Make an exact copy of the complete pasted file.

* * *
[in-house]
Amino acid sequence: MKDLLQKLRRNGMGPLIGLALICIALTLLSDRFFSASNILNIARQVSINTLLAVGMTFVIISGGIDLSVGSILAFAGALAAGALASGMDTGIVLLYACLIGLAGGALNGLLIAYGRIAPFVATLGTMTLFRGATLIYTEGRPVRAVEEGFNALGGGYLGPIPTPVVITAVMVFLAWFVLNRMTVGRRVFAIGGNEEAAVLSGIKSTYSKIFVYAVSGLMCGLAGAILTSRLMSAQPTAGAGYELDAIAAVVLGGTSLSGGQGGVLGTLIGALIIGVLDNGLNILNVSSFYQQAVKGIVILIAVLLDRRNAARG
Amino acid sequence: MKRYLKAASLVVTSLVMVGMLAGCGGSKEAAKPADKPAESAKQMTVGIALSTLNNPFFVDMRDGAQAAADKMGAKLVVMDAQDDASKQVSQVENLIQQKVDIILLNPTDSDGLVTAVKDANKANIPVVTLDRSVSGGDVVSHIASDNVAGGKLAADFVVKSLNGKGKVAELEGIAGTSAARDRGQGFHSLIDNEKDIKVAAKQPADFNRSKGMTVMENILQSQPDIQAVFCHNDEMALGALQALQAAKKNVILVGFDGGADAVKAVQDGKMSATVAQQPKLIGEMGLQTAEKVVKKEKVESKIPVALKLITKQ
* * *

[in-house]
Amino acid sequence: MKDLLQKLRRNGMGPLIGLALICIALTLLSDRFFSASNILNIARQVSINTLLAVGMTFVIISGGIDLSVGSILAFAGALAAGALASGMDTGIVLLYACLIGLAGGALNGLLIAYGRIAPFVATLGTMTLFRGATLIYTEGRPVRAVEEGFNALGGGYLGPIPTPVVITAVMVFLAWFVLNRMTVGRRVFAIGGNEEAAVLSGIKSTYSKIFVYAVSGLMCGLAGAILTSRLMSAQPTAGAGYELDAIAAVVLGGTSLSGGQGGVLGTLIGALIIGVLDNGLNILNVSSFYQQAVKGIVILIAVLLDRRNAARG
Amino acid sequence: MKRYLKAASLVVTSLVMVGMLAGCGGSKEAAKPADKPAESAKQMTVGIALSTLNNPFFVDMRDGAQAAADKMGAKLVVMDAQDDASKQVSQVENLIQQKVDIILLNPTDSDGLVTAVKDANKANIPVVTLDRSVSGGDVVSHIASDNVAGGKLAADFVVKSLNGKGKVAELEGIAGTSAARDRGQGFHSLIDNEKDIKVAAKQPADFNRSKGMTVMENILQSQPDIQAVFCHNDEMALGALQALQAAKKNVILVGFDGGADAVKAVQDGKMSATVAQQPKLIGEMGLQTAEKVVKKEKVESKIPVALKLITKQ